Deep-etch electron microscopy was performed according to a published protocol, with modifications.33 A 10-μL droplet of central core vitreous was placed onto an acid cleaned, air dried 3×3 mm coverglass and sandwiched between a 0.05-mm thick, 3-mm diameter wafer of sapphire glass. The sample was then mounted onto the freezing stage of a “Slam Freezer” and frozen by forceful impact against a pure copper block, cooled to 4 K with liquid helium. Frozen samples were transferred to a liquid nitrogen cooled Balzers 400 vacuum evaporator (Capital Asset Exchange & Trading LLC., Redwood City, CA, USA). Freeze fracture occurred by removing the sapphire cover slip at minus 104°C under vacuum. Samples were etched for 1′ 45” and rotary replicated with approximately 3-nm platinum deposited from a 20° angle above the horizontal, followed by coating with an approximately 10-nm stabilization film of pure carbon deposited from an 85° angle. Replicas were floated onto a dish of concentrated hydrofluoric acid and transferred through a 5-minute rinse in distilled water, a 10-minute float on household bleach, followed by several more water rinses, all containing a loopful of Photo-flo detergent (Eastman Kodak, Rochester, NY, USA). Replicas were picked up on formvar-coated copper grids, and photographed with a JEOL 1400 transmission electron microscope (JEOL USA, Inc., Peabody, MA, USA) with an AMT XR111 digital camera (AMT Corp, Woburn, MA, USA). 
Image Analysis
Deep-etch electron microscopy images showed a complex milieu of fibers and circular globules with varying orientation and density in different treatment conditions (control, trypsin, collagenase, WYR; n ≥ 6 in all cases). Prior to analysis, images acquired at ×25,000 magnification were cropped, downsampled, smoothed, and contrast-enhanced in Fiji [in the public domain http://fiji.sc/Welcome]. Fiber and globule density were then estimated by thresholding bright pixels (kept constant across all images) in Fiji. 
To detect globules alone, we applied the Circular Hough Transform using the Matlab routine CircularHough_Grd.m (in the public domain www.mathworks.com/matlabcentral/fileexchange). Briefly, edges were first detected from image features and then perpendicular lines were taken to the edges, with line intersection points indicating circle centroids. Dark circles were excluded (globules always appeared as bright spots on a dark background), while an adaptive threshold was used to screen remaining false-positives (e.g., light gray background surrounded by bright fibers). Visual inspection confirmed the success of the algorithm in identifying globules while limiting false positives in more than 95% of cases. Computed globule area was subsequently subtracted from the fiber and globule threshold density (calculated above) to give a measure of fiber density alone. Please see Figure 8 in the results for more details.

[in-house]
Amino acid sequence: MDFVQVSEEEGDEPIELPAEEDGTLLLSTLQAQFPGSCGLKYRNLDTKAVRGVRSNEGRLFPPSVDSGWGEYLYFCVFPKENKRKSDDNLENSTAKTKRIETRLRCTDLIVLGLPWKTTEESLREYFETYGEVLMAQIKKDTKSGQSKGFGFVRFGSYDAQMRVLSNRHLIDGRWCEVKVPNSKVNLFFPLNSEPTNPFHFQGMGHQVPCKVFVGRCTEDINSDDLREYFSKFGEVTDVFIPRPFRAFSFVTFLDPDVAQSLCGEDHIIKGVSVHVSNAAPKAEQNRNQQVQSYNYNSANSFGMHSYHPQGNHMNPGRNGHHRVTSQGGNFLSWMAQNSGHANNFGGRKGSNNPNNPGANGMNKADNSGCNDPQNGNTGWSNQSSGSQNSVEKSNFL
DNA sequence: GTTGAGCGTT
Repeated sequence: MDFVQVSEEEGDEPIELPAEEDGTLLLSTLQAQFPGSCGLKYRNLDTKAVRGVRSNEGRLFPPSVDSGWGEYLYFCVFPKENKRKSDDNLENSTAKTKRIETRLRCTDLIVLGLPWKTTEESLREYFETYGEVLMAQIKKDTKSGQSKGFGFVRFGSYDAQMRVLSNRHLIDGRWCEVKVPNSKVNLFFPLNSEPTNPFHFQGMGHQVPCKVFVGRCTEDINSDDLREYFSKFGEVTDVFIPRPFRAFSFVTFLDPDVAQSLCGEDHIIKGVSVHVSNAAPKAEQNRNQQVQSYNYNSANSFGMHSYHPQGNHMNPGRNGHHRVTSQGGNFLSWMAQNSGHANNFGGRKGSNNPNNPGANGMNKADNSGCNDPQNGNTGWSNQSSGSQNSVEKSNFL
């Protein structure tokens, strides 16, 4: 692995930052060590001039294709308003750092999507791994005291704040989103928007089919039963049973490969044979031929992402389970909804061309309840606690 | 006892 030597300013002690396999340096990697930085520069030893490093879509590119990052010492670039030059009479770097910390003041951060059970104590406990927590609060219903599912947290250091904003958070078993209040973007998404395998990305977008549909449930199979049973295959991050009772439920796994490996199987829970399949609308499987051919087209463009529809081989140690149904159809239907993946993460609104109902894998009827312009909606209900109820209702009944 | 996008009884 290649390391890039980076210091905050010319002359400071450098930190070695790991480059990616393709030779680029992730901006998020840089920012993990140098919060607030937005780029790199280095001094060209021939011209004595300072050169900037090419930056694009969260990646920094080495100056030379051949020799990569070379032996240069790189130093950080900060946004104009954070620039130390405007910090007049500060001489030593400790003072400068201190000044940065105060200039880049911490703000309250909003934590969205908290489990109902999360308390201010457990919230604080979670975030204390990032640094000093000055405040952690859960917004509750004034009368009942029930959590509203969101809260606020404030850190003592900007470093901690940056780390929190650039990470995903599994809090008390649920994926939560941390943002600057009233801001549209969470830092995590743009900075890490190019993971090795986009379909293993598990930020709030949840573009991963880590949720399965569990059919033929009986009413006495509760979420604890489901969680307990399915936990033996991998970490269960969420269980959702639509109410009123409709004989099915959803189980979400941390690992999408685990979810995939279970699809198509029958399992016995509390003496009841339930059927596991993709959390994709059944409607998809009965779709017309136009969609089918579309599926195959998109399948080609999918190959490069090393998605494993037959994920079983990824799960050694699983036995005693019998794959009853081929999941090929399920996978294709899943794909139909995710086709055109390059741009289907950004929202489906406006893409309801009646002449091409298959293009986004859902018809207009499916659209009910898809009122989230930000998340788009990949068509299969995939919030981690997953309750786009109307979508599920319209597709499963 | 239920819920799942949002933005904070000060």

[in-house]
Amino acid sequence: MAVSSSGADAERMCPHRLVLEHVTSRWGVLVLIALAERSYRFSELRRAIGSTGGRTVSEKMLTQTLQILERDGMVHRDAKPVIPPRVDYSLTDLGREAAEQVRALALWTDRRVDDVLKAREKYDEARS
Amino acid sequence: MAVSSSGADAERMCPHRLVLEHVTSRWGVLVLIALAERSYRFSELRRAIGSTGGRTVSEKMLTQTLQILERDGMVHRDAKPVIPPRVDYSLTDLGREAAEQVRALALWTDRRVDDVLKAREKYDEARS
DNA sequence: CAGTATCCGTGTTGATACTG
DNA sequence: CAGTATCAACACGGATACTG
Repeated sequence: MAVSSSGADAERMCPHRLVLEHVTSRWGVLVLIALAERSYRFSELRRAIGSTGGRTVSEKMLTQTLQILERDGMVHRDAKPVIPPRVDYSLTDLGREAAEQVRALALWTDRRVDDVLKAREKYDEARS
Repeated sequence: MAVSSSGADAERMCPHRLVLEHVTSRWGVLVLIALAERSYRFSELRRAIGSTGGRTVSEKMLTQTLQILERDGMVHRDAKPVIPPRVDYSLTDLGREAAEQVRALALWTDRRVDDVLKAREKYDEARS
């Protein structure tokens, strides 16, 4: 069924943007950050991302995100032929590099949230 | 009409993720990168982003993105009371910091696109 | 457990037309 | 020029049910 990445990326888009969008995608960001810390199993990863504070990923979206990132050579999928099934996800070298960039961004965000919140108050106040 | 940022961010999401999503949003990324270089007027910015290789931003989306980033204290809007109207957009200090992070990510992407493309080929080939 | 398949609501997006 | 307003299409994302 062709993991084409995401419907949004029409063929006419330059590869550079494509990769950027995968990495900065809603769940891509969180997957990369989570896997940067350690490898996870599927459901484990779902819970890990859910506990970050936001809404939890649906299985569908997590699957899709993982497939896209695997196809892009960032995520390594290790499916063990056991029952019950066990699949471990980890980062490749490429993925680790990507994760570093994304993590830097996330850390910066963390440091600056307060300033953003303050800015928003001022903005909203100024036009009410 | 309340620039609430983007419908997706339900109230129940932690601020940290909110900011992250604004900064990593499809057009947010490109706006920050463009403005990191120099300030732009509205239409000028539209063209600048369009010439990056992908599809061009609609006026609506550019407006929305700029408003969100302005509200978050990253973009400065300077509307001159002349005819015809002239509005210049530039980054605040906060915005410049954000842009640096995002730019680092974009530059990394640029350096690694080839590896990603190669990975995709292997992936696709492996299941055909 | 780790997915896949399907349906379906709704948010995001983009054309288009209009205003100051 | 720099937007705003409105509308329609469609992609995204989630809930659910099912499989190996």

Fiber alignment was assessed using an intensity gradient algorithm as described in Karlon et al.34 Angle measurements were separated into 10 bins (18° increments) and the measurement frequency in each bin was recorded. To estimate fiber alignment in each image, the highest angular frequency in a particular bin was divided by the total number of measurements to give an alignment ratio. Using this definition, an alignment ratio approaching one or zero would indicate fiber alignment or isotropy, respectively. 
Data Analysis and Statistics
All data were analyzed by ANOVA, with post hoc tests using Student-Newman-Keuls Multiple Comparisons (Instat; GraphPad Software Co., La Jolla, CA, USA). Results are presented as average ± SD or as raw data with the mean indicated by a black bar. Statistical significance was considered to be P less than 0.05. 
Results
Proteoglycan Mimics Preserve the Storage Modulus of Trypsin-Treated Bovine Vitreous and Prevent Vitreous Liquefaction
Previous studies validated our mechanical testing method via a rheometer frequency sweep at 3% shear stress to be a reliable approach to describe the viscoelastic behavior of the vitreous.1,31 In the current study, we used storage modulus (G', Pa), a parameter for evaluating the stiffness of the vitreous gel, to measure the mechanical properties of vitreous treated in different manners. Stiffness showed minor changes after injection of PBS or the three types of proteoglycan mimics (G' ≈ 9.6–15.2 Pa), as all values were not statistically different from the controls (G' = 11.1 ± 2.9 Pa, Fig. 2). Injection of 2.5 mg/mL trypsin (to digest proteoglycans and other proteins) significantly decreased the stiffness of the vitreous by approximately one-half (P < 0.05). Injection of each of the three mimics with 2.5 mg/mL trypsin preserved stiffness values similar to the control group (G' ≈ 10.4–12.4 Pa). Finding that the mimics prevented trypsin-induced loss of mechanical stiffness, we next tested whether vitreous liquefaction could be similarly prevented using the mimics.